Everyone needs these essential tools for a cocktail bar

by Mama Loves A Drink

So you’ve decided it’s time to set up your own cocktail bar – great!!!

No matter whether i’ts a small corner of a room, within a sideboard or perhaps you’re lucky enough to have a brand new house with a REAL bar (life goals!!) – what do you ACTUALLY need to start your first home cocktail bar?

If you plan on doing any sort of home entertaining, we’re going to take you through the essentials you will need for almost all basic cocktail recipes.

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Gold cocktail making equipment with lint and mint on a grey surface - you need these essential tools for cocktail making

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Mixing and measuring your home-made cocktails

Broadly speaking, you need one vessel for shaking cocktails and one for stirring.

As a general rule, cocktails that based on citrus, cream, egg white or similar ingredients are normally shaken, whilst spirit-forwarded cocktails such as martinis should be stirred.

So what will you need?

A Cocktail Shaker

There are two types of cocktail – a Cobbler Shaker and a Boston Shaker.

A Cobbler Shaker has 3 parts – a large tin, a lid and a removable cap with built in strainer.

A Boston Shaker looks more like two cups or metal tins, one slightly larger than the other that fit together.

The easier of the two for amateurs at home is the Cobbler Shaker. The Boston Shaker can take a little practice but works wonderfully for theatrics once you get the hang of it!

Mixing Glass

For your stirred drinks, you’ll want a dedicated micing glass. We like a slightly larger glass with a pouring spout as supposed to using a standard tumbler. If needs must, however, any wide-necked glass or tumbler will do, including the bottom portion of the Boston Shaker.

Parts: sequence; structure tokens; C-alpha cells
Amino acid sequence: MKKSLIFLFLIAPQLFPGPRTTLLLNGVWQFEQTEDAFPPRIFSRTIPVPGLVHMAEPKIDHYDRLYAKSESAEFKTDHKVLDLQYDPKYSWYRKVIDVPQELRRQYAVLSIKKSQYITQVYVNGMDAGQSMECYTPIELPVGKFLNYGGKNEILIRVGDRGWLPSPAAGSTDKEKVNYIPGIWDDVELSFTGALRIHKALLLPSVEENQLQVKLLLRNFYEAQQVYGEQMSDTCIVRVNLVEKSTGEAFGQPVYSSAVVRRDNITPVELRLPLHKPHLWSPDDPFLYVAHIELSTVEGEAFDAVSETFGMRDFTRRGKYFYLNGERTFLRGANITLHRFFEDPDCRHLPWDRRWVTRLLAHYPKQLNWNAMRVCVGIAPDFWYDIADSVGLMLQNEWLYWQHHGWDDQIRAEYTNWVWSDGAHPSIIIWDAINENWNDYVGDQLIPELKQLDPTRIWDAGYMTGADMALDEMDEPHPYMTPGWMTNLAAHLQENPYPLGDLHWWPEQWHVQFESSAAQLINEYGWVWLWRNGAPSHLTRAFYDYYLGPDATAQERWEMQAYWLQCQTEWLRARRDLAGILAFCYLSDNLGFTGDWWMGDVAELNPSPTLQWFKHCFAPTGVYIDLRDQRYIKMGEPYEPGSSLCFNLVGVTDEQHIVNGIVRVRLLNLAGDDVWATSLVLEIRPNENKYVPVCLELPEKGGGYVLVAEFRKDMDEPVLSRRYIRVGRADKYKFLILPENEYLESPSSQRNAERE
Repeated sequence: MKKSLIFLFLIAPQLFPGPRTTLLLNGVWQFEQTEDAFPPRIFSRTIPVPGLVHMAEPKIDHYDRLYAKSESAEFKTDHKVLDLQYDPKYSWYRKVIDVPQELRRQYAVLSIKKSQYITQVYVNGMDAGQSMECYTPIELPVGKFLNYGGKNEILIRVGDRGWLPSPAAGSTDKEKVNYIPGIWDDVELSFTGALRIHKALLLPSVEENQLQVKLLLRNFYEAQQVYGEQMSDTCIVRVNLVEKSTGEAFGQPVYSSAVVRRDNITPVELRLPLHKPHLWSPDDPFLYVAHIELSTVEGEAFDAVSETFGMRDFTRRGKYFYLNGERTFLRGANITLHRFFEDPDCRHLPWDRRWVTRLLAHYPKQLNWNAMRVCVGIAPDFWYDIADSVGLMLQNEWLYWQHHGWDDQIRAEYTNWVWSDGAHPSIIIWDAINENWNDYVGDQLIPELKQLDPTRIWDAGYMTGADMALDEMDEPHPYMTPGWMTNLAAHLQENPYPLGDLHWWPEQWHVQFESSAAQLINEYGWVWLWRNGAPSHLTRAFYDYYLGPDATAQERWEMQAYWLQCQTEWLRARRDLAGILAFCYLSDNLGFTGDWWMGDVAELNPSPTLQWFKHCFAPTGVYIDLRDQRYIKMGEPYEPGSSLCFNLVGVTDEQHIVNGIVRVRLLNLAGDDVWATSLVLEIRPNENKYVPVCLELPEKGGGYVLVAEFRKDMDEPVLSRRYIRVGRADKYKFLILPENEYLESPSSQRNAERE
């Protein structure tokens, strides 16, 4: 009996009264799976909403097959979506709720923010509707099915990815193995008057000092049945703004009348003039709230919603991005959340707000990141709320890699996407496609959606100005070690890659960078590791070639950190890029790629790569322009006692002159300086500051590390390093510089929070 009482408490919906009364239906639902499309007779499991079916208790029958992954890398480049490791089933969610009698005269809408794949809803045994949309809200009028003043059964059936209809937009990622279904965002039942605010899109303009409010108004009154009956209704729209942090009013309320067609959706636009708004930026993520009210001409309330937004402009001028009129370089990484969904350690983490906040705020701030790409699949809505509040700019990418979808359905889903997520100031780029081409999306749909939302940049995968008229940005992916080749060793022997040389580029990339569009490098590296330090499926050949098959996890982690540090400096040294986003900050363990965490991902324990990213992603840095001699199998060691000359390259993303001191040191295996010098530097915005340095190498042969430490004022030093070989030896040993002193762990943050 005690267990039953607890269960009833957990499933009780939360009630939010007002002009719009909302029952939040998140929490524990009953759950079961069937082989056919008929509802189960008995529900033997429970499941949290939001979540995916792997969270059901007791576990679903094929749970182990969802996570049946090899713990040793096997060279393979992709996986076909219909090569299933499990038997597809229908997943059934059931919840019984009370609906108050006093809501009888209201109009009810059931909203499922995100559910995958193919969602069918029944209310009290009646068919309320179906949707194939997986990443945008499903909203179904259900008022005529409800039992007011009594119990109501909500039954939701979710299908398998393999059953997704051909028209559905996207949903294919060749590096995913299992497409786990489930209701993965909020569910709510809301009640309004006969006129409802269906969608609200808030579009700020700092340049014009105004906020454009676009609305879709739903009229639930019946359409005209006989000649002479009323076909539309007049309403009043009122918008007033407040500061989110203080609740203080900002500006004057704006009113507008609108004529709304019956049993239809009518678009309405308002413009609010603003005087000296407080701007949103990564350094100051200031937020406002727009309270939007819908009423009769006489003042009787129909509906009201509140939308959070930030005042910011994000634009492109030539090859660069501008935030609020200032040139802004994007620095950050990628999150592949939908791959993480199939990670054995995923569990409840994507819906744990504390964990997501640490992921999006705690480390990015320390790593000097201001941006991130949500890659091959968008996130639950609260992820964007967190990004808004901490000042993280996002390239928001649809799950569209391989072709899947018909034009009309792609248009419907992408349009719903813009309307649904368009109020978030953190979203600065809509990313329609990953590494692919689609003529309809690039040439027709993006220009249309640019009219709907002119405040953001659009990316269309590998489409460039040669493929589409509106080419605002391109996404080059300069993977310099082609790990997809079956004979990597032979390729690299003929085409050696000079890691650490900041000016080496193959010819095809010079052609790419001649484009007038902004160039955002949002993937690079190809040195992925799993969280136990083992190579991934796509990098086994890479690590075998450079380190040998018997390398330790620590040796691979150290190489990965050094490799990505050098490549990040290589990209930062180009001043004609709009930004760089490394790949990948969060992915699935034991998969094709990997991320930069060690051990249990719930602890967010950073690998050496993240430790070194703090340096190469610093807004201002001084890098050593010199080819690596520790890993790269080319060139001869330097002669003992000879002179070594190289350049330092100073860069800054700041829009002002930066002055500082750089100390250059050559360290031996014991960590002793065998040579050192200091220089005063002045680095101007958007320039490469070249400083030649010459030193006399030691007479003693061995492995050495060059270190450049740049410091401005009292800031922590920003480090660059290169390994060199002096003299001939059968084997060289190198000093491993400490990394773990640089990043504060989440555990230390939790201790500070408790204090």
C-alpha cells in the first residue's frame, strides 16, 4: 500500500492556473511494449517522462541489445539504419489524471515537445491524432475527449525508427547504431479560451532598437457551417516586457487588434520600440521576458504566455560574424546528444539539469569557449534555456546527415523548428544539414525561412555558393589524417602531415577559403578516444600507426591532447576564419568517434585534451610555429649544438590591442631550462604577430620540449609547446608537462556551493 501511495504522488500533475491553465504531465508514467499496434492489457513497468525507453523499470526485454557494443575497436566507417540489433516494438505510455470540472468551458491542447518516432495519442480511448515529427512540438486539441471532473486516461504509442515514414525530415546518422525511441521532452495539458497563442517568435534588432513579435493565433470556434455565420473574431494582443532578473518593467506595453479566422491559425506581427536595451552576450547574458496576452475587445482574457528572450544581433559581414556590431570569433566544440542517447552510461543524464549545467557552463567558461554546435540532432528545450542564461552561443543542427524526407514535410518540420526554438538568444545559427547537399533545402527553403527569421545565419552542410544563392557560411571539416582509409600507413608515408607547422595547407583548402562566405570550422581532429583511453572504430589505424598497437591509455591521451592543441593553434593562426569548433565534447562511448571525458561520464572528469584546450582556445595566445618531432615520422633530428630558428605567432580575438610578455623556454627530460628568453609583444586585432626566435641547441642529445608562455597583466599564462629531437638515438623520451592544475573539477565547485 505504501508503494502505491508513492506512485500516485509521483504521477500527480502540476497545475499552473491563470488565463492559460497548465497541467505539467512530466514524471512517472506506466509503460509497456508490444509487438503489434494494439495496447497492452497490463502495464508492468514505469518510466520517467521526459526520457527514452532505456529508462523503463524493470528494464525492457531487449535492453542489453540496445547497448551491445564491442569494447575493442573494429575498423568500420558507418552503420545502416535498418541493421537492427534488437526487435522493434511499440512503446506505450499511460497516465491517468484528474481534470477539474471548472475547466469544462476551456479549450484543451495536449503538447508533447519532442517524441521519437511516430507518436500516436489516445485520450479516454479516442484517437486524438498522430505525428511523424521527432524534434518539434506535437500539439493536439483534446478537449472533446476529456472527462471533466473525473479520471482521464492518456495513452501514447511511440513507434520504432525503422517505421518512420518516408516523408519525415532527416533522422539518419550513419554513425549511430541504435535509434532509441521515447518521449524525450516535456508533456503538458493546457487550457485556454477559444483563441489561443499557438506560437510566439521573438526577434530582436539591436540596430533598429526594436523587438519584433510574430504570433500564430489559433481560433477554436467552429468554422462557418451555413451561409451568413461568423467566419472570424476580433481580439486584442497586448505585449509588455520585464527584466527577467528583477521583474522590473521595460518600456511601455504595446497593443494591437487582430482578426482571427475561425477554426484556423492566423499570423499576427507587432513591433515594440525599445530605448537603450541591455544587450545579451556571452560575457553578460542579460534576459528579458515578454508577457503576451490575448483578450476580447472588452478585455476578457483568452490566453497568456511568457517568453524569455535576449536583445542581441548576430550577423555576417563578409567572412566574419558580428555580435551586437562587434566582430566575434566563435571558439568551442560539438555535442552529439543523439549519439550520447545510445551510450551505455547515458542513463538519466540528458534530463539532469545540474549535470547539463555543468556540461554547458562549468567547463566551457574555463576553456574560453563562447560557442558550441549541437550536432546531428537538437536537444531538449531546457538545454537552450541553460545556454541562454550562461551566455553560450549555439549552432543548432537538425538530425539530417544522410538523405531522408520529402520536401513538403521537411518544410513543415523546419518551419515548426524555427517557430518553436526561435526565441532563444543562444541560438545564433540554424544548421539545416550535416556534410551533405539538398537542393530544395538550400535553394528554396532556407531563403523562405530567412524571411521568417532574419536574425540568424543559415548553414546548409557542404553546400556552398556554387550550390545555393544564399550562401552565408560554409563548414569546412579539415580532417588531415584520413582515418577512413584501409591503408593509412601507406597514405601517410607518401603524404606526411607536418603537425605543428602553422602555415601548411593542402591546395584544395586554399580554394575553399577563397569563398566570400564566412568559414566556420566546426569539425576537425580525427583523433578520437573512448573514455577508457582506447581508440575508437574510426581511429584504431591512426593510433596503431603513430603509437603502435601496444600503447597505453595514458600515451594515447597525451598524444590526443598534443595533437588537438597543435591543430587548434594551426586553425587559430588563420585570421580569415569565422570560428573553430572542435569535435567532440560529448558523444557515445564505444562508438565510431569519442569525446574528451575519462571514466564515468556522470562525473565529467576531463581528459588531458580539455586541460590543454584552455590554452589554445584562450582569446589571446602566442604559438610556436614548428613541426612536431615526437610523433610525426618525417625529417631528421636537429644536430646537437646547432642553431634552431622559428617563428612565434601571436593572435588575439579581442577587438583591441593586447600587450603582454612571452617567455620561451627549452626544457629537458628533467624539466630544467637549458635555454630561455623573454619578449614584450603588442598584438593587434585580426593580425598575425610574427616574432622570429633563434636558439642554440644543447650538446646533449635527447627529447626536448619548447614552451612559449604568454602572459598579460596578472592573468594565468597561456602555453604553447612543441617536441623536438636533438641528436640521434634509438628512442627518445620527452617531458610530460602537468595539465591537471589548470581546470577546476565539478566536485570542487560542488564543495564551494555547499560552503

A Jigger

Whilst you might be comfortable free-pouring single spirits, measures in cocktail recipes are far more important so you’ll want to be accurate.

You may not know its technical name but I am sure you know it by sight; a Jigger is a small double-ended measuring cup. Measurements can vary depending on where you are from – US branded products will be in Oz and UK/European products in ml. On Mama Loves A Drink we prefer ml, but many cocktail recipes come in “parts” so you can measure relative proportions, 1 part to 1/2 a part etc.

Cocktail Stirring Spoons

Any stirring recipes you will want something long to manoeuvre around the ice so you will find it handy to have a proper Barmen’s Spoon. They serve a dual purpose as you can also use it for measuring out small proportions when a recipe calls for “just a dash” of something.

Cocktail muddler

Ok come on, get all those giggly jokes out of your system ladies – yes, this rather ah, phallic-looking implement is going to be your best friend especially if there are any mojito lovers in the house. Smooth at one end and a textured mallet at the other.


Serving your cocktails

So now you’ve shaken or stirred your cocktail, what tools do you need to present it?

Cocktail Strainers

This is how you’re getting your drink from the mixing stage to the serving glass stage.

A Cobbler Shaker you can easily use the inbuilt strainer in the lid. However, for mixed drinks, or drinks with smaller particles you don’t want to serve up there are a few different types of strainer to familiarise yourself with: